Paul extended to them the grace of our Lord Jesus who “gave himself for our sins”. Paul tells us a most beautiful thing about our Lord Jesus. He tells us that Jesus “gave himself”. He could have said many things about our Lord Jesus. But he chose to tell us that Jesus “gave himself for our sins.” This is the beauty of our Lord Jesus, that he gave himself. In giving himself, he gave everything. He gave his life. He gave his love. There was nothing that he withheld in giving himself. Jesus gave it all. There is something beautiful about giving oneself in exchange for something else equally as beautiful and valuable. But when Jesus gave himself for us, he gave himself for our sins. That’s what he gave himself in exchange for. He didn’t exchange himself for our love and gratitude and understanding. He sacrificed himself taking upon himself our sins in exchange. He took our sins upon himself. The Bible tells us that “while we were still sinners, Christ died for us.” (Romans 5:8) That’s what Jesus did for us. He gave himself for our sins. Can you give yourself? In my selfishness, I cannot give myself sometimes even to those I love, but Jesus gave himself for my sins, even when I was a wretched sinner. Paul had to say that. He had to remind us of what Jesus did for us. That is the beauty of our Lord Jesus. What can we give him in return for what he has given us? We can do nothing but believe with humble gratitude.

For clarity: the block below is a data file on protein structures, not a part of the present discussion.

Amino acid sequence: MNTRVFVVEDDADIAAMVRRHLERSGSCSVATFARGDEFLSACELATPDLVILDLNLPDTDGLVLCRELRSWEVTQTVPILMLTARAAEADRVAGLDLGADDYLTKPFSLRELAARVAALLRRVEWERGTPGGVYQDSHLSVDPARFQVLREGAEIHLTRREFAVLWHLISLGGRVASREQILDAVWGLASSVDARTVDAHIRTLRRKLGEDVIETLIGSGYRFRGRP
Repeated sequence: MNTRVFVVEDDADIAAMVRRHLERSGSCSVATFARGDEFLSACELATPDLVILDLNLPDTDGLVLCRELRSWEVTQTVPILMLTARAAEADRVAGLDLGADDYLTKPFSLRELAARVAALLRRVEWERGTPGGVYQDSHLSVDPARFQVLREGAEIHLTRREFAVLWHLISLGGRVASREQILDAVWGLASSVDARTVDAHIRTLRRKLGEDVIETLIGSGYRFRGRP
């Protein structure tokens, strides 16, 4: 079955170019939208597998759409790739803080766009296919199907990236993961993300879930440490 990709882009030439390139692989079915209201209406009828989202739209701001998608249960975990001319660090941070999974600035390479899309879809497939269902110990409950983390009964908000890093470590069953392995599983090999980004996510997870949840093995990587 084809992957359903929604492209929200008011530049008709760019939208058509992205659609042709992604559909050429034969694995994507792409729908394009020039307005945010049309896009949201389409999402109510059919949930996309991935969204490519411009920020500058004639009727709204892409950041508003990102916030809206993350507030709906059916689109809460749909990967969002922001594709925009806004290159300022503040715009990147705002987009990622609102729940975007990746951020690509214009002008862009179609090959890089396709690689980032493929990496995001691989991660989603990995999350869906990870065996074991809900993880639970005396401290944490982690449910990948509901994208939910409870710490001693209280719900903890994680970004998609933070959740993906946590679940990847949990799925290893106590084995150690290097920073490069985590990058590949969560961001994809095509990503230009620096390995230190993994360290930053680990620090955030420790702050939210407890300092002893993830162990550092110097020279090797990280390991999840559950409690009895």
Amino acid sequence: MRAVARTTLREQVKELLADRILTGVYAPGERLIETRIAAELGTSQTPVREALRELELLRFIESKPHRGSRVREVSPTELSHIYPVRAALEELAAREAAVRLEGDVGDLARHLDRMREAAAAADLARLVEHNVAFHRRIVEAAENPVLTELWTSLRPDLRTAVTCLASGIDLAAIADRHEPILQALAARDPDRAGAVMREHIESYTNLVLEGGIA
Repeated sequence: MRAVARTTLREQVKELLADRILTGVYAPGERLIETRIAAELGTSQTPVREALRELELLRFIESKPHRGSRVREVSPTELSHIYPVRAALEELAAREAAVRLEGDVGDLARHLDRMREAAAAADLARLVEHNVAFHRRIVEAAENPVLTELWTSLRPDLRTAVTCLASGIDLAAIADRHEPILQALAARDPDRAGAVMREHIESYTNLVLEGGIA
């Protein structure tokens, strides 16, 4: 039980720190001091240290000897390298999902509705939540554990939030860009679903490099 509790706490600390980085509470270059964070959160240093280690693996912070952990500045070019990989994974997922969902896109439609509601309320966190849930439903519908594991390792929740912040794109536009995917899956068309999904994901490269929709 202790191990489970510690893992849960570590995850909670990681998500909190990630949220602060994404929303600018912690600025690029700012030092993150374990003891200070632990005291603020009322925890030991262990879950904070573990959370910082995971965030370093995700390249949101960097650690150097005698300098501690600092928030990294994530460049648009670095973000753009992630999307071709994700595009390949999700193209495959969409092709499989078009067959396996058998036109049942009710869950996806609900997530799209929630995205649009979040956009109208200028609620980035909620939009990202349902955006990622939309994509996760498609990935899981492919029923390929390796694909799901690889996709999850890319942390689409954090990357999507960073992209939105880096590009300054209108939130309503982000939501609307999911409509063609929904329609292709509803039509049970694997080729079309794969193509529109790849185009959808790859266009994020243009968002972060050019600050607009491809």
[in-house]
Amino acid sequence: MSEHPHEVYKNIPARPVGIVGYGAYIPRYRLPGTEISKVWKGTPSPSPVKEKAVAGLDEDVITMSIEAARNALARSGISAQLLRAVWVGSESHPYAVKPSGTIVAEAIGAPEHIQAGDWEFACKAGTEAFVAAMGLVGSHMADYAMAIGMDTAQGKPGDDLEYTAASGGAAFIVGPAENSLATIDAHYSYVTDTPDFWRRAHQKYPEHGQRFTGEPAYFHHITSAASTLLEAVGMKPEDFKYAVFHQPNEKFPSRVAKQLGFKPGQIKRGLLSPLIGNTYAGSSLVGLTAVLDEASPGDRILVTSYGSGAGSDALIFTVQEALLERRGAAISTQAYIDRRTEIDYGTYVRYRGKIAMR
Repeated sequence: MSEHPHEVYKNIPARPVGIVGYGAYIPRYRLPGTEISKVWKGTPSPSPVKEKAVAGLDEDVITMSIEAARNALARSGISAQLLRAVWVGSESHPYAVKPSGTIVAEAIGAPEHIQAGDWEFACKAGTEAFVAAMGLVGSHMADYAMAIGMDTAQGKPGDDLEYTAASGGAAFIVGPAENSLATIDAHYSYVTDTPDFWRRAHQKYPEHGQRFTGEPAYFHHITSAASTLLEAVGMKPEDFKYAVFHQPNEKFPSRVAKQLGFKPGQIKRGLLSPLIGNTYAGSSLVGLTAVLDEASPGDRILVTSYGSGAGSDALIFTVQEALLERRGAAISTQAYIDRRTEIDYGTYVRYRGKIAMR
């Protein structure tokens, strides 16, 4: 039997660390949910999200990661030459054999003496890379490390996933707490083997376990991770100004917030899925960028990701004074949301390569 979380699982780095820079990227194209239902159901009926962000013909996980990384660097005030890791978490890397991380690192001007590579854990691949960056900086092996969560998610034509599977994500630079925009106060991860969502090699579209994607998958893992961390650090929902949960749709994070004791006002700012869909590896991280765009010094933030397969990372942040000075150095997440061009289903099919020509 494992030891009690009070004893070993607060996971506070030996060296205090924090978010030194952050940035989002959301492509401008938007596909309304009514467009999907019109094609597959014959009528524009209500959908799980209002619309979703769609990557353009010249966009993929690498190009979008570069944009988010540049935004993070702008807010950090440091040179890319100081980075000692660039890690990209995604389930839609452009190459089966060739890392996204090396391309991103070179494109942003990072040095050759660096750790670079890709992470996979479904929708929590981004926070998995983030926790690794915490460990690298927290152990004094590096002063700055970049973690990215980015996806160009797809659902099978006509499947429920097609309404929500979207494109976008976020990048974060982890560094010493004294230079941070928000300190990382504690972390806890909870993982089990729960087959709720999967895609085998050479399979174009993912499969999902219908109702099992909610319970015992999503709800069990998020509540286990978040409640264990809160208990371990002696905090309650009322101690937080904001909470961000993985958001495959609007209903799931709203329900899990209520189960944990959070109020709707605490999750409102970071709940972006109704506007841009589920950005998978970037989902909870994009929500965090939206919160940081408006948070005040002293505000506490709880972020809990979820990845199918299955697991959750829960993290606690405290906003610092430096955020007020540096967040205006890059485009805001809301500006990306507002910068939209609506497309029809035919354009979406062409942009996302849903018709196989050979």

Paul also told us what else Jesus did for us. He says: “To rescue us from the present evil age”. Now this is very interesting. What does it mean to be rescued from the present evil age? Jesus prayed for our protection from the evil age on the night he would be crucified. (John 17:15) Most people are unwary of the evil age the Bible warns us about. But the present evil age is as real as the day and night. The present age is an evil age because sin has a strong grip on people’s lives— because dark forces in the heavenly realm control society and all human institutions— it’s an evil age because the devil has been allowed much power to exercise over the people of the world. Paul talks plainly about Satan’s power and the evil age when he says: “The god of this age has blinded the minds of unbelievers, so that they cannot see the light of the gospel of the glory of Christ.” (2 Corinthians 4:4) In this evil age, people cannot see the truth of the gospel because they are blinded by the devil who dulls their minds— and makes them mock God and the spiritual things. The evil age is everything that is ungodly and godless, every religion and philosophy and way of life that opposes God’s rule and his rightful place in the world and in the human heart, and puts man at the center of things.